We often get the question, “How long should my training session be?” It is beyond difficult to honestly answer this question, because it is different for every dog! Some dogs thrive in short, to-the-point, training session that take place at least once a day, sometimes more. Other dogs do really well with a long, forty-five minute session two or three days a week. The rare dog can train all day long, every day. Others need very little work throughout the week to make progress. The trick is to develop an ability to read and understand your gun dog. This skill of reading your dog begins from the moment you learn how to potty train a puppy and continues through your dog's entire life.
I remember when I would load up my gear, one dog in the kennel, and drive twenty minutes to the outskirts of town for a training session. It would take another fifteen or so minutes to get my plan together, set up the gear, and get started. Twenty minutes later, often times, my Labrador retriever, "Maggie," was done learning for that session, and I had no idea. I would push and push for just a little bit more gun dog training, and that almost never ended well.
I just couldn’t stand the idea of spending forty minutes in the truck plus forty minutes setting up and packing up for only twenty minutes of training! That seemed like such a waste of my time. However, that is exactly what needed to happen… most of the time!
Fast forward to the future, I have now trained enough dogs that the signs of when to “shut it down” are much more obvious. I was oblivious to how my desire to have a “full” training session was affecting the progress of my dog. Whether it was a lack of fluency showing up by training in a new location or just an “off day” (yes, dogs have those, too!), there were so many times that I needed to shut down early or find a way to end with a success and call it a day.
Now, after much more experience, I am quick to call it a day once I realize the session is about to go off the rails. Or, if things are going really well, I love to end on the highest of high notes and let my water dog walk back to the truck on top of the world.
It is important to look at your retriever's body language and disposition throughout the session. Is he excited to continue working? Or is he showing signs of being bored or “over it?" such as avoiding delivery to hand, sniffing around the area while at heel, or flat out walking away? Is she showing signs of a dog overheating, such as having a large swollen tongue and a lot of saliva? If your gundog starts to show signs of avoiding the work or general boredom, it may be time to work on something more exciting to get a solid win and then call it a day. If your dog is showing signs of overheating, it is always best to stop then and work on getting your dog cooled down. You can always add on a little bit of obedience later, though, just to end the training session on a high note!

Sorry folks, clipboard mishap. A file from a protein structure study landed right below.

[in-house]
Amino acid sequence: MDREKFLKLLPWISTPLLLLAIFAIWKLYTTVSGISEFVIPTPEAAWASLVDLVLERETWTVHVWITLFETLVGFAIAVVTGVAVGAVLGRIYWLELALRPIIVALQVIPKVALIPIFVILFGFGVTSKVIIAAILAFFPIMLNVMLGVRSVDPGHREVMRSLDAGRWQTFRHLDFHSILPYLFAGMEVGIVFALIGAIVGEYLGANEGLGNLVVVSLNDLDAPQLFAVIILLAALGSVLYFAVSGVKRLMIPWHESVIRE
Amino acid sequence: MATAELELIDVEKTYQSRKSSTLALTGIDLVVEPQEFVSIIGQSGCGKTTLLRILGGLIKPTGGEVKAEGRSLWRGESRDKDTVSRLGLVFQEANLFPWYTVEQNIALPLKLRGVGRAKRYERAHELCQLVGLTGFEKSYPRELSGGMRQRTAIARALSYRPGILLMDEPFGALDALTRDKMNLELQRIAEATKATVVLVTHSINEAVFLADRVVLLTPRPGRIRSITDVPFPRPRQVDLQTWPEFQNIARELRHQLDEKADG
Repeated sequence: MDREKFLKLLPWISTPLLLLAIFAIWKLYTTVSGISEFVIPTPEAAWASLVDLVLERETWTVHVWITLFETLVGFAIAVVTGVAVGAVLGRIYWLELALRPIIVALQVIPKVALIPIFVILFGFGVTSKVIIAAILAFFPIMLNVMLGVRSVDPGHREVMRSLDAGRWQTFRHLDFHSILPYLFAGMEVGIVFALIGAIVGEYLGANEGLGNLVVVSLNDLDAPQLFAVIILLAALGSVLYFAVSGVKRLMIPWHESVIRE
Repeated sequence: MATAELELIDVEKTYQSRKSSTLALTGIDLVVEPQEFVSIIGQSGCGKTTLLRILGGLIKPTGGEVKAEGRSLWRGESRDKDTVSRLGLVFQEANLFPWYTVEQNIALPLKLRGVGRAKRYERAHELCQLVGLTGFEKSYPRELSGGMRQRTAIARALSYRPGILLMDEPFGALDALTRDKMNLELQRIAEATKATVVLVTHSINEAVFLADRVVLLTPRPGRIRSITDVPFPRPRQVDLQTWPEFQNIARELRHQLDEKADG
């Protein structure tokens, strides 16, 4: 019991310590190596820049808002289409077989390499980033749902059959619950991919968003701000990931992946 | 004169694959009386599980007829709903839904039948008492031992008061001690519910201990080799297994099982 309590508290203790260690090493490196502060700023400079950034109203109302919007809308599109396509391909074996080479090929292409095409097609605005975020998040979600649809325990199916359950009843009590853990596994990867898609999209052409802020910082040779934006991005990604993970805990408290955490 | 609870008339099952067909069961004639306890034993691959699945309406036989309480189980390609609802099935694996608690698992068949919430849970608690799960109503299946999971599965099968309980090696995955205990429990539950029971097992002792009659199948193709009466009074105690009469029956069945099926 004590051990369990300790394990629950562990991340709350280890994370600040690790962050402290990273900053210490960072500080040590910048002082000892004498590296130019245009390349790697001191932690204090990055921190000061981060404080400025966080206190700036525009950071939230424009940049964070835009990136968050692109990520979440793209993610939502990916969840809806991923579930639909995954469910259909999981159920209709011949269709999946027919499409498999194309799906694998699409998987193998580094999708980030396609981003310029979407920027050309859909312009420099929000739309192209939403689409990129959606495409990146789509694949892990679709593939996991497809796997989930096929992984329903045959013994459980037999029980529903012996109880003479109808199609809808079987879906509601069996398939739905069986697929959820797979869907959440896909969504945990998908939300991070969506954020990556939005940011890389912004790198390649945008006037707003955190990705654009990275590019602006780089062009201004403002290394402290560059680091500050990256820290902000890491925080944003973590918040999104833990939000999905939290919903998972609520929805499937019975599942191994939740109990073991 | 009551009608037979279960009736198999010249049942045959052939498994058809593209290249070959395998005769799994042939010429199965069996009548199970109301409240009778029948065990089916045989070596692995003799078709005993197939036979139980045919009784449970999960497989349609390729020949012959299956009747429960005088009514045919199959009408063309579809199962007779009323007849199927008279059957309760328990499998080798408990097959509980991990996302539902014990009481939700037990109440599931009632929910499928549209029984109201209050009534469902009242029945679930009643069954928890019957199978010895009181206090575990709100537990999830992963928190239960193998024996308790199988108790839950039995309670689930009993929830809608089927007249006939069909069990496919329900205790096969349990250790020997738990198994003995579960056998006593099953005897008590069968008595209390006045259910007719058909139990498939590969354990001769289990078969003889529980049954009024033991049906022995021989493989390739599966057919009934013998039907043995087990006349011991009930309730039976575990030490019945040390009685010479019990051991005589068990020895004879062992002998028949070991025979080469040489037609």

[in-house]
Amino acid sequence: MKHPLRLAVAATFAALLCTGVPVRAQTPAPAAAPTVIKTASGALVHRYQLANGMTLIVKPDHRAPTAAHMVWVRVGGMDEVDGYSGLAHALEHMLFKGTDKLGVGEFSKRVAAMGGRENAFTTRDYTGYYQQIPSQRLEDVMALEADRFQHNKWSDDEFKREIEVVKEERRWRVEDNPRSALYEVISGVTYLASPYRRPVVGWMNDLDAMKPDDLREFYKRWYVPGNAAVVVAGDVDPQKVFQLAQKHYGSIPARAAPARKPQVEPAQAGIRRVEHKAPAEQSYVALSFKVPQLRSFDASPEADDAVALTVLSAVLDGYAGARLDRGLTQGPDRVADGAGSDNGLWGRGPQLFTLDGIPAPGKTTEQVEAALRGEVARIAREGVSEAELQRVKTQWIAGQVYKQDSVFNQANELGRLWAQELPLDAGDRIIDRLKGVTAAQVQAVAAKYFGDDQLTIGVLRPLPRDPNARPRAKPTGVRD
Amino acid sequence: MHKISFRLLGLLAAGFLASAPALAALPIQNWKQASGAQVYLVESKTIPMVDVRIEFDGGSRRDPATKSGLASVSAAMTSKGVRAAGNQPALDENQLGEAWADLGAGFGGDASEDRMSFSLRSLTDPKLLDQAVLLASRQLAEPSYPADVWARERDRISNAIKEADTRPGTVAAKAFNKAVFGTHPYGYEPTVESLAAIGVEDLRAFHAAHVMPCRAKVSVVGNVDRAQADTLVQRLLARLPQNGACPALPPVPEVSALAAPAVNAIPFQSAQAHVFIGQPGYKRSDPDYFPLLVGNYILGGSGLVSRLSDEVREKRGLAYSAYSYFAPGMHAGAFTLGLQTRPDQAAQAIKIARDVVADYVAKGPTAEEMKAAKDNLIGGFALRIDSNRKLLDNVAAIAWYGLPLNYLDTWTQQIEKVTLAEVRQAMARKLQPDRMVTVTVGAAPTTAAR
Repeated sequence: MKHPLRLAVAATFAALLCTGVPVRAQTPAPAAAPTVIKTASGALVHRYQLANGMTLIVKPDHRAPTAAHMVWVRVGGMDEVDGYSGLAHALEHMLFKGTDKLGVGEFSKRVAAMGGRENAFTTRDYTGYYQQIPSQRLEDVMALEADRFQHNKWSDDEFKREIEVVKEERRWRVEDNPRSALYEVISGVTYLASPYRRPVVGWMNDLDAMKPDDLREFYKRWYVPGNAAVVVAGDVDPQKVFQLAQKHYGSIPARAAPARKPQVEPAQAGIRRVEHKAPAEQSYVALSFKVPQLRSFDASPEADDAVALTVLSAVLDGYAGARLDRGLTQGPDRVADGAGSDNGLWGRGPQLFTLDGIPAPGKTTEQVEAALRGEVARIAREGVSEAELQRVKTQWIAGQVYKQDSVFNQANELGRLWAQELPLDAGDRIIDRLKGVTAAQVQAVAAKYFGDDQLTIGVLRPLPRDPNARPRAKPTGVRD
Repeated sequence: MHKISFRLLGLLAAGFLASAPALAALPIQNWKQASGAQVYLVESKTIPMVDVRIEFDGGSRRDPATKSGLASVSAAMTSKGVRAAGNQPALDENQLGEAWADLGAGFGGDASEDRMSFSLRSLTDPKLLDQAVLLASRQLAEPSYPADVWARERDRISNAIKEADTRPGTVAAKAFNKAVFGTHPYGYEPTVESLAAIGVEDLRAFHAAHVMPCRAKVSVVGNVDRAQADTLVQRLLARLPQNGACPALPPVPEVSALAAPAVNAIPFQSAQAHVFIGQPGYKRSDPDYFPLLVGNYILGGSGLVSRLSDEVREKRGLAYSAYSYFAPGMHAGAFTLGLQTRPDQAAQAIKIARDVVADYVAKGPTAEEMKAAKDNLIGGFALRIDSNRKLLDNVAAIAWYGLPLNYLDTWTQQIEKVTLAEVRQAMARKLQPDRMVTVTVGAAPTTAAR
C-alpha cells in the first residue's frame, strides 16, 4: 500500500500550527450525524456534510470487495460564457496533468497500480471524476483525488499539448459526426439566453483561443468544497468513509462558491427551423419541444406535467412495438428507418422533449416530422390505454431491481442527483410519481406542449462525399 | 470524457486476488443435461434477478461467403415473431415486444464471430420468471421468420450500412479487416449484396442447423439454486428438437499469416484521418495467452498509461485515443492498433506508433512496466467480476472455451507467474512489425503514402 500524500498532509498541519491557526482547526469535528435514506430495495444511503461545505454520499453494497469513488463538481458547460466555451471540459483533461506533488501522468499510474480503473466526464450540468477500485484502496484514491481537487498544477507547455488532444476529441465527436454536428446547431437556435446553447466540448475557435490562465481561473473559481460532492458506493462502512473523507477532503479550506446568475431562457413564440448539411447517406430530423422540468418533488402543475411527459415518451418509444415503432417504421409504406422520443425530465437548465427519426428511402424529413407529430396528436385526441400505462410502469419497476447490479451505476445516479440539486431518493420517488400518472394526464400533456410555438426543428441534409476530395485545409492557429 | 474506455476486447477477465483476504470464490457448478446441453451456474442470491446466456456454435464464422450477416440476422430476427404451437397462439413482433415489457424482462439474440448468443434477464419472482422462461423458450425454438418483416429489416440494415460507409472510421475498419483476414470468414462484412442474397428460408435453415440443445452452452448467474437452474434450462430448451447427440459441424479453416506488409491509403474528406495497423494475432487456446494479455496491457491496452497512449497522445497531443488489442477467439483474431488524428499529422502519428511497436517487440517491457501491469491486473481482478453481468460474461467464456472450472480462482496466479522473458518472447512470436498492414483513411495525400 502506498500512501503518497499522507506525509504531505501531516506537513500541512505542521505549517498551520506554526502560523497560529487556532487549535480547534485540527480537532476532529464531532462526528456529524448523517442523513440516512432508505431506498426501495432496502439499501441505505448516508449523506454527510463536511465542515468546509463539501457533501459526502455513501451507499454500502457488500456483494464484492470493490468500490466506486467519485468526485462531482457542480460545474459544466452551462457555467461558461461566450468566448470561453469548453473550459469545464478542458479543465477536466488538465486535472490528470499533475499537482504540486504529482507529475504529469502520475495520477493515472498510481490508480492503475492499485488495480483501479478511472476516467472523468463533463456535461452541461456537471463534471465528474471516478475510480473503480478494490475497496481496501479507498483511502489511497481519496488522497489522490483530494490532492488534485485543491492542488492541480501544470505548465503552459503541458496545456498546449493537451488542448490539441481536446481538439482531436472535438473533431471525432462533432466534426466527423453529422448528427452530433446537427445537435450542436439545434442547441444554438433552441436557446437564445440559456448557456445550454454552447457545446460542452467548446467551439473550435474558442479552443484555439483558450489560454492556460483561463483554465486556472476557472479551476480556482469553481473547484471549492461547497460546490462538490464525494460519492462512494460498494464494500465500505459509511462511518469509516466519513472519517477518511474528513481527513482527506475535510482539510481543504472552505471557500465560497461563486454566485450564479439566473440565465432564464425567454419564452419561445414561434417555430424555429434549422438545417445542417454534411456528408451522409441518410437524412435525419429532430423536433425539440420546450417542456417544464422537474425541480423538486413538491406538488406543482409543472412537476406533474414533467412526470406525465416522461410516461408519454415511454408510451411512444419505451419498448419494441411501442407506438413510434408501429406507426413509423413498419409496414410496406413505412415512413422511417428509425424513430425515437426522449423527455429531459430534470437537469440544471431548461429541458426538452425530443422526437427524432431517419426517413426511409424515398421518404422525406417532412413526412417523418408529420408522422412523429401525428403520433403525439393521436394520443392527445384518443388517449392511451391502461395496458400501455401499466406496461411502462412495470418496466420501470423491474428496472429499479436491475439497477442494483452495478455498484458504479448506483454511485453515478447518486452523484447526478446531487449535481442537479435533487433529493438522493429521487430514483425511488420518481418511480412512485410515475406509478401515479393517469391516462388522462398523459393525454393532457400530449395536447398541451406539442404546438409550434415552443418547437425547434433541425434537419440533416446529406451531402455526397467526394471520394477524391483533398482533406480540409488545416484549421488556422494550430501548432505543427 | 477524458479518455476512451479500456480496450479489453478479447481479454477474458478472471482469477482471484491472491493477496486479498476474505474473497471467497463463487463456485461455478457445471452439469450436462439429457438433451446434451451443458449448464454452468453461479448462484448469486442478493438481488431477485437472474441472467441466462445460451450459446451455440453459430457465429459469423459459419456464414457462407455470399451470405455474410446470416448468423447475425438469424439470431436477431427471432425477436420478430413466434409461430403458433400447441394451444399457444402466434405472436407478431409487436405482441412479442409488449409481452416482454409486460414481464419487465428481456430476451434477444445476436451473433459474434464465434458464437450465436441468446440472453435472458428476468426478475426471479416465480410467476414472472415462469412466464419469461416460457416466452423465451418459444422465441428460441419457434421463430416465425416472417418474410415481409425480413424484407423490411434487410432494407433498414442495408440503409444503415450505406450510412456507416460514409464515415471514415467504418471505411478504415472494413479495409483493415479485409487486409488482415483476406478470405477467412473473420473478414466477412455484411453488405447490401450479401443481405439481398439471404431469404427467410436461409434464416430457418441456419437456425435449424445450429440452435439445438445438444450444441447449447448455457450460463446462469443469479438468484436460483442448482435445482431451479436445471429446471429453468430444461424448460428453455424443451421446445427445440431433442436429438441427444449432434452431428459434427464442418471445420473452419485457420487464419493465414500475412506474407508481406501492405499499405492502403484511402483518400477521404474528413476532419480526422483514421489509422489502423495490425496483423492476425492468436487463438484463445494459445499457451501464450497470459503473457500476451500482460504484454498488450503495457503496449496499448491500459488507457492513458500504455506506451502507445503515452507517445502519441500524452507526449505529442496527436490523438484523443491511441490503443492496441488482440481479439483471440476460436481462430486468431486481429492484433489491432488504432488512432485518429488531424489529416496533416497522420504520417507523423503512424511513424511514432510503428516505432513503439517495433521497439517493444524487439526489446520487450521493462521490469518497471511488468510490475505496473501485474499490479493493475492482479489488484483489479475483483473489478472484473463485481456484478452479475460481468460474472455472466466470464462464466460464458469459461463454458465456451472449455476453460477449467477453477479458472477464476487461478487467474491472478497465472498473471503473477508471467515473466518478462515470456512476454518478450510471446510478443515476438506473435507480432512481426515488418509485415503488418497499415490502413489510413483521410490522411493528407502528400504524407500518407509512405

If enthusiasm is high, tail is wagging and attention is at alert, it is probably okay to keep pushing forward. I once trained a Boykin spaniel who had absolutely zero quit. She would retrieve all day long with no regard to temperature or the task at hand! A few months later, I trained a Chesapeake bay retriever who was incredibly talented and smart, but he would not do the same drill for over five minutes. Three or four reps, and we had to go on to something different. Then, after about twenty minutes of training, he would just lay down. That was my queue that Badger was done for the day!
While each of the retriever breeds brings something a little different to the table, there can also be a ton of variance between dogs of the same breed. I'm often asked about the differences in training a Labrador retriever vs a golden retriever, and the truth is that it really depends on each particular dog! These differences in attention span and ability to endure longer training sessions can vary both throughout and within different gun dog breeds.
The ability to go longer during a training session can also depend on the type of drills you are doing. Handling drills can be monotonous while marking drills are usually much more exciting. Let’s take the T drill as an example. Some dogs can make it twenty plus reps in a T drill without issue. Some hunting dogs will start lacking enthusiasm after three or four reps, and you will need to add in something more exciting, such as a handheld mark, to keep them going. And while there are definitely ways to change things up and keep your dog excited and engaged, you still need to be paying close attention to the signs of boredom, distraction, or a change in enthusiasm.
All of this is especially true with young puppies. Adding too much structure and expecting them to pay attention at a young age can be detrimental to their training in the long run. Puppies need to understand that training time is the best time of the day. Make it fun and engaging, keep it short, and end on a win every time. In my experience, it would be better to do five or six short training sessions in a day than one hour-long marathon with a young pup. Every time you take your puppy out for a potty break, you have a training opportunity!
The bottom line is this - your dog will tell you when he or she is ready to be done. You just have to pay attention to the signs! Ideally, you will learn the ideal timing of each type of training scenario for your dog and plan accordingly. Be willing to adjust for the “off” days, and remember that there is always tomorrow to continue building on those skills!
PS - the Lesson Planner within Cornerstone Gundog Academy can be a great help in learning how to properly plan your training sessions to get the absolute most out of your time in the field, whether short or long!
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